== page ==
In the morning hours of June 27, 1957, Hurricane Audrey sent a 12-foot (3.7-m) storm surge over Cameron, Louisiana, as the storm lashed the area with 125 mph (205 km/hr) winds. Many residents were caught by surprise and had not evacuated, and the storm took some 400 lives.
Audrey was an unusual June storm. It formed in the Bay of Campeche from a tropical wave on June 24th. Over the warm waters of the southern Gulf of Mexico, the system gained some impetus from the end of a stationary front extending into the area. By the time a reconnaissance flight reached the area on June 25th, it had already reached hurricane strength and was named ‘Audrey.’ It began a northward movement, slowly at first. But the hurricane intensified and began to pick up forward speed. While aircraft reconnaissance was maintained, the Navy Hurricane Hunters did not penetrate the eye of the storm because of its intensity. Wind speeds were estimated at 125 mph (205 km/hr) for an encounter with a tanker ship Tillamook.
The National Hurricane Research Project (NHRP) was about to begin its second year of research flights, but the main Air Force B-50 aircraft were not yet instrumented for the 1957 campaign. Only the B-47 high altitude jet was available and made one sortie into Audrey, out of Homestead AFB on the evening of the 26th. However, the hurricane was monitored continuously by several Army radar stations in Texas and Louisiana. Offshore, an oil rig was sunk and several tender ships damaged.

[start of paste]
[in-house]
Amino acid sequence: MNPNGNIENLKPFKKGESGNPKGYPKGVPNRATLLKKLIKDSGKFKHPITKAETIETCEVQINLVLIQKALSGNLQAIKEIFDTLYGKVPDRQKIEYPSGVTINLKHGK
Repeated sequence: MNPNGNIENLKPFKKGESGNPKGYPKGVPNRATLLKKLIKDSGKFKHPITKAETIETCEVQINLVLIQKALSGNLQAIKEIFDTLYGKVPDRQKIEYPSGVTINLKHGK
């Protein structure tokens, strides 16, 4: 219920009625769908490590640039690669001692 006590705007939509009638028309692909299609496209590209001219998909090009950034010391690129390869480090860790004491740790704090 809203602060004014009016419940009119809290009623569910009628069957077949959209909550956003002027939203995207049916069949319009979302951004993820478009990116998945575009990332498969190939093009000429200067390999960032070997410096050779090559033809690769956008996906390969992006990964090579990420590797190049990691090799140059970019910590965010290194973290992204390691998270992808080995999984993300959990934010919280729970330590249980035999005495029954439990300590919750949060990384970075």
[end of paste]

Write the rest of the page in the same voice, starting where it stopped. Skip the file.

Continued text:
As the hurricane approached the northern Gulf coast, the Weather Bureau issued hurricane warnings for the Louisiana coast late on June 26th. However, they estimated the time of landfall as the following afternoon. This led some residents to wait until the following morning to begin evacuation plans. The storm accelerated during the night and came ashore at 9:30 AM local time. By then, it was too late for anyone to leave vulnerable coastal areas.
As Audrey moved inland, it weakened to a depression. But interaction with a cold front over the Midwest revived the storm, causing heavy rainfall over the Ohio River Valley. The remnants of Audrey finally dissipated over Canada, causing damage in Ontario and and even 15 deaths in Quebec. Audrey killed a total of some 417 people and caused US$147 million in damages along its track. It was the deadliest U.S. Hurricane between the 1900 Galveston hurricane and Hurricane Katrina in 2005.
Within days of Audrey’s landfall, NHRP director Bob Simpson organized several researchers to converge on Cameron and begin carefully measuring and surveying the damage, before clean-up crews could destroy valuable clues. This work helped map valuable high water marks that later informed nascent efforts to make computer forecasts of storm surge.